Cohoes Swears In New Mayor After Morse's Guilty Plea
This post has been updated 8/21/19 10:57 a.m.
Hours after Cohoes Mayor Shawn Morse pleaded guilty to wire fraud in federal court, the Cohoes Common Council named an interim city leader Tuesday night.
The Cohoes Common Council voted Tuesday night to mark August 20 the last paid day for Mayor Shawn Morse — who has loomed large in Albany County politics for years.
Earlier in the day, the first-term Democrat pleaded guilty to one felony count for the misuse of campaign funds in federal court in Binghamton.
On Tuesday night, Common Council President Chris Briggs was sworn in as mayor for the remainder of Morse’s term, which expires at the end of the year.
The U.S. Attorney’s office and FBI say Morse obtained $12,250 in political contributions from at least 10 people to pay for personal expenses.
In March, Morse’s campaign treasurer Ralph Signoracci pleaded guilty to conspiracy to commit wire fraud. Authorities say Signoracci failed to disclose or falsely reported campaign expenditures.
The campaign finance case came after the embattled Morse was already facing calls to resign from top Democrats including the governor over past domestic violence allegations. The mayor was defiant and denied the allegations.
Briggs said he hoped the city can turn a page and wished no ill will toward Morse. He said a lot of good things that happened in the city over the last 3 and a half years would not have happened without “the bulldog Shawn Morse.”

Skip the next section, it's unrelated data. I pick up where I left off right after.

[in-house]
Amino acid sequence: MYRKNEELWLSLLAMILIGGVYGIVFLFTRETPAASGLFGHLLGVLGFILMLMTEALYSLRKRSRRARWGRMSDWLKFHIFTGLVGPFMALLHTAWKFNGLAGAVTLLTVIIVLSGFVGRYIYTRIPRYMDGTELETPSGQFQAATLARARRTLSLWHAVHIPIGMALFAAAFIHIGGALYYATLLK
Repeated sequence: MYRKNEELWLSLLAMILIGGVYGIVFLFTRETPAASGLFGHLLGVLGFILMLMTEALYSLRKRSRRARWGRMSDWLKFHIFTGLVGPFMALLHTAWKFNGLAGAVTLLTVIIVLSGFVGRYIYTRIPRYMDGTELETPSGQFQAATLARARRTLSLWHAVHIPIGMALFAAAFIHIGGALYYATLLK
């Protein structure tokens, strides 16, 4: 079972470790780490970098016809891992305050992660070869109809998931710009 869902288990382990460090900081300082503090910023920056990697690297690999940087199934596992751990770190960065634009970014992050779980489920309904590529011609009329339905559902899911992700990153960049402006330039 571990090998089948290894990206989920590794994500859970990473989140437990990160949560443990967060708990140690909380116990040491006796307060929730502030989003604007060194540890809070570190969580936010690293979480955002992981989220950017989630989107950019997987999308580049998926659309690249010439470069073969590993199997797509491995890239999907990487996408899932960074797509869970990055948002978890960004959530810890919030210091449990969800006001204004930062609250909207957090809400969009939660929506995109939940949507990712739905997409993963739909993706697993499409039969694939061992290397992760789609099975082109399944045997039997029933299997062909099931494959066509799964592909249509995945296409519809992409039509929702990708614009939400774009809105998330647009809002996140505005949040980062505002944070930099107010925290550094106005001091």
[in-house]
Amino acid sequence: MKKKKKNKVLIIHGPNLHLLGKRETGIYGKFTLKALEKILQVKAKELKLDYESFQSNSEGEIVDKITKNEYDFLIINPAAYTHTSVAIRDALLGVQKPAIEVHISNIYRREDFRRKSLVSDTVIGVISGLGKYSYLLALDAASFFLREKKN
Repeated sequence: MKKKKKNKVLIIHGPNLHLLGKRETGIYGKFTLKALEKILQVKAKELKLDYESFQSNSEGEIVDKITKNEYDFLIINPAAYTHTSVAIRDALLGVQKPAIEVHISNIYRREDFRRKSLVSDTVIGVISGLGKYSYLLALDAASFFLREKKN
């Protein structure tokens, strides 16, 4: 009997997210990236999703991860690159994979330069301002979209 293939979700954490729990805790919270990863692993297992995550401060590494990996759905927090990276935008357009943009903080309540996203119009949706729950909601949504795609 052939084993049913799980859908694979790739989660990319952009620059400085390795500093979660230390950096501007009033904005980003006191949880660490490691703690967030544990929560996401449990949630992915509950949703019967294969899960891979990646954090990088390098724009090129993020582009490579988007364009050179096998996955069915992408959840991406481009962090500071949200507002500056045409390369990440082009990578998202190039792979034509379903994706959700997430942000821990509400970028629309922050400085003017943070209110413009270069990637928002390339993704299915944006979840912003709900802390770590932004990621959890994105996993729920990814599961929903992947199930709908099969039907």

“It’s a very, very unfortunate situation, but these are the cards we’re dealt, we’re going to deal with it,” said Briggs.
Briggs believes state law backs up the common council’s actions and said because Morse admitted guilt to a felony, that his position is vacated.
“I mean, he has the option of going to the court and seeing if somehow they believe that it’s different than what our counsel told us, what other lawyers have reiterated without stepping in with an opinion,” Briggs said Tuesday night. “So I think we’re on extremely firm ground.”
Briggs said he spoke to Morse earlier in the day. He reportedly told Briggs that he believes he could remain in office until sentencing – December 10th.
“He felt that he was dealing with federal law, and I told him that was not my opinion,” said Briggs.
There was no action Tuesday to determine who would take Briggs’ seat on the common council.
Bill Keeler, who won the decisive four-way Democratic primary including Morse in June, said he hoped the city would send a strong message to Morse that his time has run out. Keeler is widely expected to take office as mayor in January.
“I hope corporation counsel drafts a letter telling him that he’s no longer mayor, cites the law, so that there’s no confusion,” Keeler said. “It’d be a liability on the city if Shawn Morse thinks he’s still the mayor and comes into the office and orders people around. Who knows what could happen.”
During Tuesday’s special meeting, councilor Randy Koniowka wished Morse the best, though acknowledged their past political differences — saying “nobody went harder with Shawn” than he did.
“Again, I think at the end of the day he had the best interest of the city at heart, and I wish him all the well in his future endeavors. I don’t think the book is closed on Shawn Morse. He’s not out.”
Requests for comment to Morse and his lawyer following Tuesday’s guilty plea were not returned.